Today’s pearl is about how much sodium is contained in each dose of the commonly used antibiotics in the emergency department.
Many of the antibiotics we use on a daily basis in the emergency department contain a surprisingly high sodium load that may be clinically significant for some patients.
Aside from sodium chloride and sodium bicarbonate, several commonly used ED medications, namely IV antibiotics, contain a significant amount of sodium. In patients with heart failure or other conditions requiring sodium restriction, judicious use should be considered. Highlighted in yellow are the ones we use most often in the ED.
|Antibiotic||Sodium Content |
(mg per g)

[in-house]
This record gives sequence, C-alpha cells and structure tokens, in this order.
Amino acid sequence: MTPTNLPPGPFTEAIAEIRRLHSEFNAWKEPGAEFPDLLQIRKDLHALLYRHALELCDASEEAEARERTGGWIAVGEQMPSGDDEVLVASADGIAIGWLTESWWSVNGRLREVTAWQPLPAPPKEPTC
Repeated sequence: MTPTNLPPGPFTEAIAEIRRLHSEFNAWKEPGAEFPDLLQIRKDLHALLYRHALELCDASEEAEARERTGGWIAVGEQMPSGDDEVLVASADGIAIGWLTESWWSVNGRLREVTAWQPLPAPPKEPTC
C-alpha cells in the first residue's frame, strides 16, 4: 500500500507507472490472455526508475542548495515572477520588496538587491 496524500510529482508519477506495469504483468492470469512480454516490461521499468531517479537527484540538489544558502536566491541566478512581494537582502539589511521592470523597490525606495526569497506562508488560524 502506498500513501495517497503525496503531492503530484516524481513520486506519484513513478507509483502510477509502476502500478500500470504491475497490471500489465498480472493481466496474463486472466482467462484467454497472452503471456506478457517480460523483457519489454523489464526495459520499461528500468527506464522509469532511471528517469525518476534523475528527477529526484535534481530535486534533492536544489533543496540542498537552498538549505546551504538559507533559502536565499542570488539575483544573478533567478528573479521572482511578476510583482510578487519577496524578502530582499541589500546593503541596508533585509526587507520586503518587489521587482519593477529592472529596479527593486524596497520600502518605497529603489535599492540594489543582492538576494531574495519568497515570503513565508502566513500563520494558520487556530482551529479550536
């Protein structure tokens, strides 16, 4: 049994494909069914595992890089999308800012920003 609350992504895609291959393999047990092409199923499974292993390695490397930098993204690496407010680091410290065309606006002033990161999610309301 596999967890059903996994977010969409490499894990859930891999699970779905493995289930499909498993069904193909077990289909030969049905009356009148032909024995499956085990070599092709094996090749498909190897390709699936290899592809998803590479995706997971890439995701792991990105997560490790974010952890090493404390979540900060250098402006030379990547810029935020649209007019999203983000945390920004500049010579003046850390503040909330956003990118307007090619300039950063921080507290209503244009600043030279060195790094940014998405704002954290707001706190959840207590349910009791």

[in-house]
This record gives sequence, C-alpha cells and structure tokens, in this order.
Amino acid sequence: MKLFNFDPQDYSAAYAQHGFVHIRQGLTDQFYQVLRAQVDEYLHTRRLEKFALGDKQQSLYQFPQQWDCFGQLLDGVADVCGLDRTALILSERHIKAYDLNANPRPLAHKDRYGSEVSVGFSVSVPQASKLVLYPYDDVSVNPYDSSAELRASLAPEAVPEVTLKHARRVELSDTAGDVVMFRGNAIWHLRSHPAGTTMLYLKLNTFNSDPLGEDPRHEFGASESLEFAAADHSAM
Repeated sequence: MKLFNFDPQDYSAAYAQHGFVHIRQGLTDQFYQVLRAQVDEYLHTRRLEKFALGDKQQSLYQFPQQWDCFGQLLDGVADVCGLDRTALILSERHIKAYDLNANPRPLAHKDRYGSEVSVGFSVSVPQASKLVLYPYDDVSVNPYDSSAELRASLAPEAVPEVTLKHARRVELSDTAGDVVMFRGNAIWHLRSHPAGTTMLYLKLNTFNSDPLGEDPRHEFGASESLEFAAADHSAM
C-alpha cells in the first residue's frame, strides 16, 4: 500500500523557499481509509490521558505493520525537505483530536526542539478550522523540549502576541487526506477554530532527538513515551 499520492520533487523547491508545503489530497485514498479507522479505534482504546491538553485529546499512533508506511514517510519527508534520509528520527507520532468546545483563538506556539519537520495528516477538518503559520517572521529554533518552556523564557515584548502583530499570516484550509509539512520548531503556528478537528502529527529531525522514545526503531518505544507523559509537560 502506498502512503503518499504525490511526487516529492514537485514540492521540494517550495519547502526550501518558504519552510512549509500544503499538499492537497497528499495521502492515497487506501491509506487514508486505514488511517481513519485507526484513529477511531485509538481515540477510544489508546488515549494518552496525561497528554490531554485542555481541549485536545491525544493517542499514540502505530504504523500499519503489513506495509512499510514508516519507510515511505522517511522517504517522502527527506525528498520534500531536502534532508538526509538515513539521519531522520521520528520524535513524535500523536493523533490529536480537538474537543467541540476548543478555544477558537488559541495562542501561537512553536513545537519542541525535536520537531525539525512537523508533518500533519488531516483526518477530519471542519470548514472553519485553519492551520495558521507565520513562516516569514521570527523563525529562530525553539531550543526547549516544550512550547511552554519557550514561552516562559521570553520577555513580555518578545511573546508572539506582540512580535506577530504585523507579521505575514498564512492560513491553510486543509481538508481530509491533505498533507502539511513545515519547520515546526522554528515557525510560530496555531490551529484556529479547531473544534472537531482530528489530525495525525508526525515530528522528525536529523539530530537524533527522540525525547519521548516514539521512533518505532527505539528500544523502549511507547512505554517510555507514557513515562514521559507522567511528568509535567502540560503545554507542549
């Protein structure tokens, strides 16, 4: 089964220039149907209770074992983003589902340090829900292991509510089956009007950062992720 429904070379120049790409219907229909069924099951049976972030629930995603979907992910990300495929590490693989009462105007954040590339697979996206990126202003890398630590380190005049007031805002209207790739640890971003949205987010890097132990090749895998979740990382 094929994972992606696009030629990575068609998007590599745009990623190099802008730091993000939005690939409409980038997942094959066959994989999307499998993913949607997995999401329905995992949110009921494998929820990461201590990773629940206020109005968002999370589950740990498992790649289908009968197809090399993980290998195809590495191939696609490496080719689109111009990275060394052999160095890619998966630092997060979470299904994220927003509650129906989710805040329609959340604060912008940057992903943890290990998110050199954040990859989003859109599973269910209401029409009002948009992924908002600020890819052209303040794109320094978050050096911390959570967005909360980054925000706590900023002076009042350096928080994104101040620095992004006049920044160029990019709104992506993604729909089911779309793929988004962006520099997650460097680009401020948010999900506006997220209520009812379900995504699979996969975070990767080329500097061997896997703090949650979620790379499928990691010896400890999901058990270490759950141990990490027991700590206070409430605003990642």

|Daily Sodium Content |
|Ampicillin||71||2 g Q6H = 852|
|Ampicillin/sulbactam||77||1 g Q6H = 460|
3 g Q6H = 920
|Metronidazole||625||500 mg Q8H =938|
|Moxifloxacin||1,967||400 mg Q24H = 787|
|Nafcillin||58||2 g Q4H = 698|
|Piperacillin/tazobactam||64||3.375 g Q6H = 768 |
4.5 g Q6H = 1,024
- Available references all quote slightly differing sodium contents. Therefore, the daily totals are approximate, but within 100 mg of the various references.
- To convert from mg to mEq or mmoL, divide by 23.